Hearing Loss in Old(er) Folks: Presbycusis


Two retired guys walk into a bar.  One says to the other.  “What’d you say?  I stink?  You’re a jerk!”  His buddy shouts back, “No!  I said, ‘do you want a drink!’  You’re such an idiot!”  Or a patient tells his doctor, “Everyone is mumbling and talking low—can’t understand a thing they say.  And my family complains that I turn the T.V. volume way up!  Even those stupid actors mumble!  What’s wrong with everybody!”  Or a couple shows up for the husband’s appointment and upon asking the reason he’s there, he points to his wife, “I don’t have a problem, she does.”  She rolls her eyes and declares, “Either he can’t hear or he’s ignoring me!”  The poor guy looks at me and shrugs his shoulders.

Welcome to the world of age-related hearing loss, what we medical people call presbycusis.  Presby- is the prefix for “you’re getting old.”  Presbyopia (age-related decline in vision), presbylarynx (vocal problems related to aging), presbyesophagus (age-related dysfunction of the esophagus), etc., are just a handful of the wonderful array of conditions we can look forward to in our advancing years. 

Presbycusis is not an uncommon phenomenon.  It’s the most common cause of hearing loss in older adults.  About 1/3 of 65-year-olds and ½ of those 75 or older have some degree of hearing loss.  Of course, a history of loud noise exposure, firearm use, (see Noise-Induced Hearing Loss) particularly without hearing protection, can also damage hearing on top of the loss due to aging.

Diminished hearing makes communication more difficult.  It can impair a person’s ability to interact with family and friends or affect their ability to function in the outside world.   This can lead to a reduction or withdrawal from meaningful social engagement, resulting in social isolation, depression and even dementia, horrible things to face in our golden years.

Presbycusis most often starts with reduced hearing in the higher frequencies of the hearing spectrum (see Figure 3 of The Inner Workings of the Cochlea). where most of the meaningful speech sounds are found.  This is the reason many folks with high-frequency hearing loss have difficulty hearing women and young children, and thus the reason a lot of older guys are accused of ignoring their wives.  Many say they can hear people talking to them; it’s their misunderstanding of the spoken words that is problematic.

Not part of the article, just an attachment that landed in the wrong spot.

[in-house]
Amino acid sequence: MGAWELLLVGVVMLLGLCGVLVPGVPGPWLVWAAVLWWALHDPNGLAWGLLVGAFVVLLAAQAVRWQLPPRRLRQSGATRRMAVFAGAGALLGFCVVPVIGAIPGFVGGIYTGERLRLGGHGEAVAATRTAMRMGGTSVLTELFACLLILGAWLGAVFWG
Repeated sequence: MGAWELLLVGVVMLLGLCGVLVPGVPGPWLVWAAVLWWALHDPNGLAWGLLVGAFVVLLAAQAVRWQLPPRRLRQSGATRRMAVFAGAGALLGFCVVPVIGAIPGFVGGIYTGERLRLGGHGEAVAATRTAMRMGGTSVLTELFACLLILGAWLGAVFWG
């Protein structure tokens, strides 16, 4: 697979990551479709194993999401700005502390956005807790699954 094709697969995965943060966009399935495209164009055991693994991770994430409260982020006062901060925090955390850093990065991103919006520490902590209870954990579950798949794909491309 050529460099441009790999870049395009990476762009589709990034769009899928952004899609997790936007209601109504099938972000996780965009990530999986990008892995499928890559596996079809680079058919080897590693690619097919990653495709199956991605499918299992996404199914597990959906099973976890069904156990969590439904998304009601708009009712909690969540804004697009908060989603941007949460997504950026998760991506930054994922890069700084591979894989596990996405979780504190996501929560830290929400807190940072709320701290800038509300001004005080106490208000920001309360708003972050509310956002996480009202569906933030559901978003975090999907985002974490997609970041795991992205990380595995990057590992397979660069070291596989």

The diagnosis of presbycusis arises after other causes have been ruled-out, requiring a good exam or the ears and other related structures.  Auditory testing is needed, performed in a sound-proof both by a qualified audiologist (specialist in hearing).  Several tests are done including pure-tones at different frequencies and volumes (loudness) along with speech comprehension tests.  It’s not as simple as it sounds, and is a rather complicated set of testing which is the reason audiologists need advanced training beyond college, often obtaining a doctorate degree

Presbycusis causes a sensorineural hearing loss (SNHL), meaning the loss is due to problems with the cochlea (inner ear) and/or nerves that leave the cochlea.  Typically, there is an age-related degeneration of the tiny “hair cells”  within the cochlea that convert sound energy into a nerve impulse.  Once those hair cells degenerate, they no longer can send impulses down the tiny neurons that eventually carry the signal to the brain.  

There are a number of other causes for SNHL.  Chronic or sudden injury due to loud noise, some drugs that are toxic to the ear (ototoxic), infections, and a few other diseased can lead to this, and can worsen hearing in an older adult who already has presbycusis. 

The treatment for SNHL is a hearing aid, often for both ears.  There otherwise is no medical or surgical cure for SNHL (other than cochlear implants, which are reserved only for those who are profoundly deaf and receive no benefit for a hearing aid).

Hearing aids are designed to amplify only those sounds that are reduced on the patient’s audiogram. This requires an audiologist to properly fit and program the aids tailored specifically for the patient’s unique hearing pattern.  A device that simply amplifies the entire sound spectrum is often insufficient or results in a worsening of the person’s auditory ability, since unwanted background noise is amplified as well, rendering the device useless.  For some folks, the hearing loss may not pose a significant problem other than the intermittent, “What?  Can you say that again?”  It becomes a problem however if the hearing-impaired person avoids communicating with others since they can’t hear or understand what is spoken, or if others avoid them since repeating oneself tends to be frustrating.  For these reasons, I typically advise those with hearing loss to seriously consider hearing aids particularly when they notice any early effects on their quality of life, i.e., when it affects (and preferably before) their ability to engage meaningfully with others.  Humans thrive on social interaction--it’s in our nature.  To lose this ability is a terrible waste, a loss of a huge natural resource, for those older adults can impart valuable wisdom and experience, enriching the lives of everyone around them. 

©Randall S. Fong, M.D.


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